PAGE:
Smaller crowds, fewer incidents at Saturday protest across Serbia; charges filed

NEWS 11.12.2021 15:52
Reuters/Marko Đurica

A visibly smaller number of people turned out for the third roadblock protest across Serbia on Saturday, with many fewer incidents reported than in the previous two weekends, but with the police filing charges against several protesters who had conflicts with drivers who wanted to pass through blockages

N1 reporters at the protests said that there was no visible uniformed police presence anywhere but that there were some officers in plain clothes among the crowds who braved the cold and rain to continue the protests against plans to allow the Rio Tinto company to open a lithium mine in western Serbia.

Some environmental activists called the public to continue the protests. However, the two main demands – the withdrawal of two laws that favoured Rio Tinto’s plans – had been met by Serbian President Aleksandar Vucic. The calls to continue the protests included two basic demands – throw Rio Tinto out of Serbia and topple Vucic and his government.

Incidents involving angry drivers trying to get through the roadblocks were reported in Belgrade, Nis and Novi Pazar.

Incidents were reported at the end of the roadblocks when nervous drivers in Belgrade and Nis tried to get through the crowd before it dispersed. An N1 reporter in Nis said that a woman yelled at protesters before slapping one young woman and a reporter in Belgrade said that an intoxicated driver got out of his car and tried to punch his way through the crowd before being pushed back into the vehicle.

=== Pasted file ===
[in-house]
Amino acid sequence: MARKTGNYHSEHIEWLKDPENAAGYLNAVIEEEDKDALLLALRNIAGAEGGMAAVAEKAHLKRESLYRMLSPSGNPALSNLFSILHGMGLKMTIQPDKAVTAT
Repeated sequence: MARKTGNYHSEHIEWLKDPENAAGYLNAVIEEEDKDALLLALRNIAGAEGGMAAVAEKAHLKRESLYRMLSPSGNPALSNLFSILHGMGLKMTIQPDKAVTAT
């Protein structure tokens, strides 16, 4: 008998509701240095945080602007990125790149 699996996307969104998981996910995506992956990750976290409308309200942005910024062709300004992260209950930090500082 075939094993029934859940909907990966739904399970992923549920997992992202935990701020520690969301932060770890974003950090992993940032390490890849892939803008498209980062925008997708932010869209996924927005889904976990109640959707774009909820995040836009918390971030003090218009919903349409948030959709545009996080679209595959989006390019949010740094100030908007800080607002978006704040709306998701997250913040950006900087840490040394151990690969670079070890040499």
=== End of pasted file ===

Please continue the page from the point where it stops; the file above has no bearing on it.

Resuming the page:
Late on Saturday, Nis’ police arrested two men charged with violent behaviour during the incident.

Also, after Saturday’s protest in Belgrade, Interior Ministry (MUP) said it would file criminal charges against a 31-year man also suspected of violent behaviour and added it was looking for another man whose identity it said it knew, suspected of taking part in the same incident.

Rodoljub Sabic, a lawyer and the head of the Civil Council for Protecting Human Rights, called on the authorities to “immediately suspend the issuance of misdemeanour warrants punishing participants in civil protests.”

On Sunday, a day after the protest, Serbia’s Cultural Center in Paris put up a banner reading ‘no Rio Tinto.”

A group of war veterans unfurled a banner saying Defending the Homeland to continue the roadblock for a few more minutes. They verbally assaulted an N1 reporter who asked them to identify themselves. That incident ended with a man who seemed to be leading the veterans telling the reporter he should be ashamed of himself for not recognising their insignia and turning away.

The crowd that turned out in Belgrade blocked the highway at the Sava Center in New Belgrade was visibly smaller than last week and, with the exception of the incident with the drunk driver, dispersed quietly after blocking the highway for an hour.

The crowd in the southern city of Nis also walked away from the roadblock after an hour, with only one incident reported. A group of protesters marched to the Ambassador Hotel, whose owner put up a picture of the Serbian President across the windows on all 15 floors. They left what a local artist called an ecological sandwich stuffed with plants for President Vucic, alluding to the sandwiches that all supporters of his Serbian Progressive Party (SNS) get when bused to his public events.

Crowds of protesters in several other cities organised protest marches.

Earlier, the police in the town of Arandjelovac blocked the approach roads to the site where the protest was held, forcing people to walk some two kilometres to the gathering.

Residents of the city of Kraljevo staged their protest in front of the city police headquarters after several people were charged with misdemeanours for taking part in the protest over the past two weeks.